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Male fertility can be compromised in many different ways, the most frequent can affect the sperm quality and the capacity to ejaculate and deposit the semen into the vagina during intercourse.

The male can present functional and or anatomical alterations that occasionally will impede him to deposit the semen in the vagina during intercourse as it occurs in the erection dysfunction, premature ejaculation, excessive obesity and abnormal penis size or a pronounced deviation of it. In other occasions, even having sexual intercourse, ejaculation does not happen. This phenomenon is known as anejaculation, or it is directed to the bladder in cases of retarded ejaculation. Also those situations in which it is not possible to finish the coitus due to psychological motives are considered. 

Inflammation and testicle pain can be associated to injury or alterations of the testicle physiological structure. Some infections and the varicocele or venous dilation can alter the state of the spermatozoids.

Other alterations of the testicle can be originated from or since infancy due to a defect of the testicle development. Some of the most frequent processes are the cryptochidism produced by an incomplete descent of one of the two testicles to the scrotal sac.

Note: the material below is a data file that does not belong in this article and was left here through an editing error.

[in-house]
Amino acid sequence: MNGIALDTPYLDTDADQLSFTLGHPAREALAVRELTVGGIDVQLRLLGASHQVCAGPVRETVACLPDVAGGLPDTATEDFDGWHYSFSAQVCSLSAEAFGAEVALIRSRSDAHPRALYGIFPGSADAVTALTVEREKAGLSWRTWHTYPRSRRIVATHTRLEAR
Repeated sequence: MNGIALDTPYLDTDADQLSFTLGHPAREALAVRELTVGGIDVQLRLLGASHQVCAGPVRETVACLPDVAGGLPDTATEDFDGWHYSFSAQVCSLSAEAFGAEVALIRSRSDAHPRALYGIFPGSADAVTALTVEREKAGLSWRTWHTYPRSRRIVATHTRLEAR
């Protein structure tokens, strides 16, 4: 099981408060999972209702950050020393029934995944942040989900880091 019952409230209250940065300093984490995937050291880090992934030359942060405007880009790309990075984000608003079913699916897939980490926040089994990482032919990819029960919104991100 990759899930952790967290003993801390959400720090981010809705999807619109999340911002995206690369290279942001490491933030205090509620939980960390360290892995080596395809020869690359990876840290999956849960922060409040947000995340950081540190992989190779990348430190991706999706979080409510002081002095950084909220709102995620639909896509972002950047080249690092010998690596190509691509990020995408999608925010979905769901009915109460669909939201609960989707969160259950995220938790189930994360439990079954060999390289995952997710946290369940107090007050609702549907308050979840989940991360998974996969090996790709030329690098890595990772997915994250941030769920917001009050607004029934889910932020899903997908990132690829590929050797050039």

To determine a defect in the sperm production it is necessary to carry out a sperm count; with this study we measure the quantity, mobility and the appearance or morphology of the spermatozoids. This analysis allows us to make a diagnosis and recommend the adequate treatment. If there is no defect in the observation, we will consider a normozoospermia result.



The results of the sperm count are not conclusive, but they are very useful to determine the fertile potential of the male and explore different causes of the infertility. The results are presented with the following terms, without excluding the fact that some of them could appear in a conjunctive way.


Oligozoospermia

when the male presents a concentration of spermatozoids below average. It can be classified as mild or severe.

 

Azoospermia

when no spermatozoids are found in its final mature form in the ejaculation.

 

Teratozoospermia

when the proportion of spermatozoids with normal aspects are below reference level. In these cases the spermatozoids show alterations in the head, body or tail.

 

Asthenozoospermia

when the mobility patterns are below levels considered as normal.

 

 

What happens when no spermatozoids are found in the ejaculation?

 

 

The fact that no spermatozoids are found can be due to an obstruction along the exit passage of the testicles. When there are no spermatozoids or they are in a very low concentration it can be due to secretion pathology. When this occurs we will determine where the defect is produced in the spermatic ejaculation process and we will identify if the spermatogenesis takes place in the testicle or not. The recommended treatment is the testicular biopsy which consists of an extraction under local anaesthetic of a small piece of testicle tissue which will be examined to determine the presence of spermatozoids and if so, it will be cryopreserved.